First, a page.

A carburetter atomises the correct amount of petrol with air that is forced into the engine by atmospheric pressure. A float chamber maintains a constant level of fuel at the jets and cuts off the supply when the engine stops. The float chamber is fitted with a tickler (31) for depressing the float to give a greater supply of petrol, should this be wanted, for starting the engine from cold. A filter strangler (24) on the main air intake provides for air regulation when starting a cold engine. A throttle valve operated by a cable from the handlebar controls the volume of mixture and there¬fore the engine power. At all openings of the throttle the mixture is automatically correct.
At small throttle openings, as for starting, idling, and slow running, a petrol /air mixture is taken into the port from the pilot system, fuel being fed via the main jet (16), through the pilot (12) where it mixes with air entering the pilot air passage (18), the resultant mixture then passing out of the pilot outlet (10) and pilot by-pass (9) where it mixes with air passing through the main air choke.
Further opening of the throttle then brings into action a petrol /air mixture from the primary air choke (7), fuel that has passed the main jet and needle jet mixing with air that enters via the primary air passage (17), and then discharging from the primary air choke (7), where it is intimately mixed with the main incoming air stream passing though the main air choke.
The cut-away (19) on the throttle valve influences the air passing through the main choke at this stage. In the earlier stages, that is up to three-quarters of throttle opening, the fuel supply for the mixture from the primary air choke is governed by the taper of the jet needle working in the needle jet. At later stages, that is three-quarters to full throttle, it is solely the size of the main jet that exercises the control.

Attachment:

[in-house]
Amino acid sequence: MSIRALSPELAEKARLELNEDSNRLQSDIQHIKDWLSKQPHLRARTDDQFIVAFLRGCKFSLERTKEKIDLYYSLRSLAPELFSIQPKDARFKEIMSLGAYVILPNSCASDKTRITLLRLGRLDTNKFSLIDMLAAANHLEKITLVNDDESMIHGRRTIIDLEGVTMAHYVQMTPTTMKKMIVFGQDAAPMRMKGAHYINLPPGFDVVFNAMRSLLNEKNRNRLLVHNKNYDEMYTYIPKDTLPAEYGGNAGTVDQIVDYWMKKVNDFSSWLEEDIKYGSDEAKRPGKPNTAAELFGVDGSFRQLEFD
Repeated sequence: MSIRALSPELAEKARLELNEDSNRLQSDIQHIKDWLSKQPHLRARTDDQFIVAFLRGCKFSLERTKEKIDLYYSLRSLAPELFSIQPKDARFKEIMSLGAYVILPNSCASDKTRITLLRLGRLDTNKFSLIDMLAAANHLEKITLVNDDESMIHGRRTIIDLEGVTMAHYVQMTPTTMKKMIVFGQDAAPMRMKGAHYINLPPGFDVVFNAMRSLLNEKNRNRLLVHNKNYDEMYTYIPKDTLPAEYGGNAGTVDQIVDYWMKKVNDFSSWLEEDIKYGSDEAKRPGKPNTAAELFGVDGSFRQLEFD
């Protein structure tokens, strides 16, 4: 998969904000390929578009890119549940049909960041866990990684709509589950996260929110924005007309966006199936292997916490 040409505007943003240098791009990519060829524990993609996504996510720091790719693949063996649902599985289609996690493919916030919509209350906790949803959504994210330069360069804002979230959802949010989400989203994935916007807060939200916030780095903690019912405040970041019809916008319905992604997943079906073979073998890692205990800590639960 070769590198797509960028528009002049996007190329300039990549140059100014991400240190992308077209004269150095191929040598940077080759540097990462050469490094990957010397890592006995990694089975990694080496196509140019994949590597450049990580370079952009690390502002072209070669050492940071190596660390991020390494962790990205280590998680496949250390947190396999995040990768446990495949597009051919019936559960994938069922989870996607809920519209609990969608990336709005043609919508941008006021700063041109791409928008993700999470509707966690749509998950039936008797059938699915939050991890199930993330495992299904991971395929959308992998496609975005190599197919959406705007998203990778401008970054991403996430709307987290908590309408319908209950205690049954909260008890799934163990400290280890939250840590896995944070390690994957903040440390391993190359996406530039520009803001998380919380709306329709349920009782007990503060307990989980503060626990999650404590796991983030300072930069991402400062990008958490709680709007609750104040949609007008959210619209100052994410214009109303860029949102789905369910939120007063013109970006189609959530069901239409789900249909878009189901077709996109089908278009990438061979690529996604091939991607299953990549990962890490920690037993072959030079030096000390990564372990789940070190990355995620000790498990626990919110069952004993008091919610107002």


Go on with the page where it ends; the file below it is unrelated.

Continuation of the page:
Bleed holes (11) in the needle jet provide for an air compensating action in the mixture from the primary air choke, and fora well of fuel to form round the outside of the needle jet, this fuel being available for snap acceleration.
FIG. 48. A Type 363 Monobloc Carburetter.
Turn on the fuel supply at both taps. Set the throttle a ¼ to 1/3 open, fully close the left-hand strangler only (24). With the ignition switched off depress the starter a few times. Switch on the ignition and depress it again smartly. Open the strangler gradually and when the engine is running regularly throttle down to idling speed. If it begins to falter partly close the strangler again and until such time as it can be opened fully to the normal running position.
Leave the stranglers fully open. Set the throttle as when starting from cold.
Experience will show when it is necessary to use the strangler, and also the best setting of the throttle valves. If the carburetters have been flooded or over strangled, which will result in a ` wet engine and consequently over-rich starting mixture, open the throttle and stranglers fully, turn off the fuel, and give the engine several turns to clear the cylinders. Reset the throttle, leave the stranglers open and try to start again. Do not turn on the fuel until the engine starts. If the engine fails to start after this, take out the sparking plugs and dry them of surplus fuel. If the fault is thought to be in the carburetter, read and carry out instructions under ` Maintenance '.
Incorrect functioning of the carburetters may be the cause of : Engine refusing to start, or starting and cutting out, erratic running, continual sooting up of sparking plugs, poor acceleration, or loss of power, engine overheating or excessive fuel consumption. Check the setting and see that the carburetter is correctly adjusted.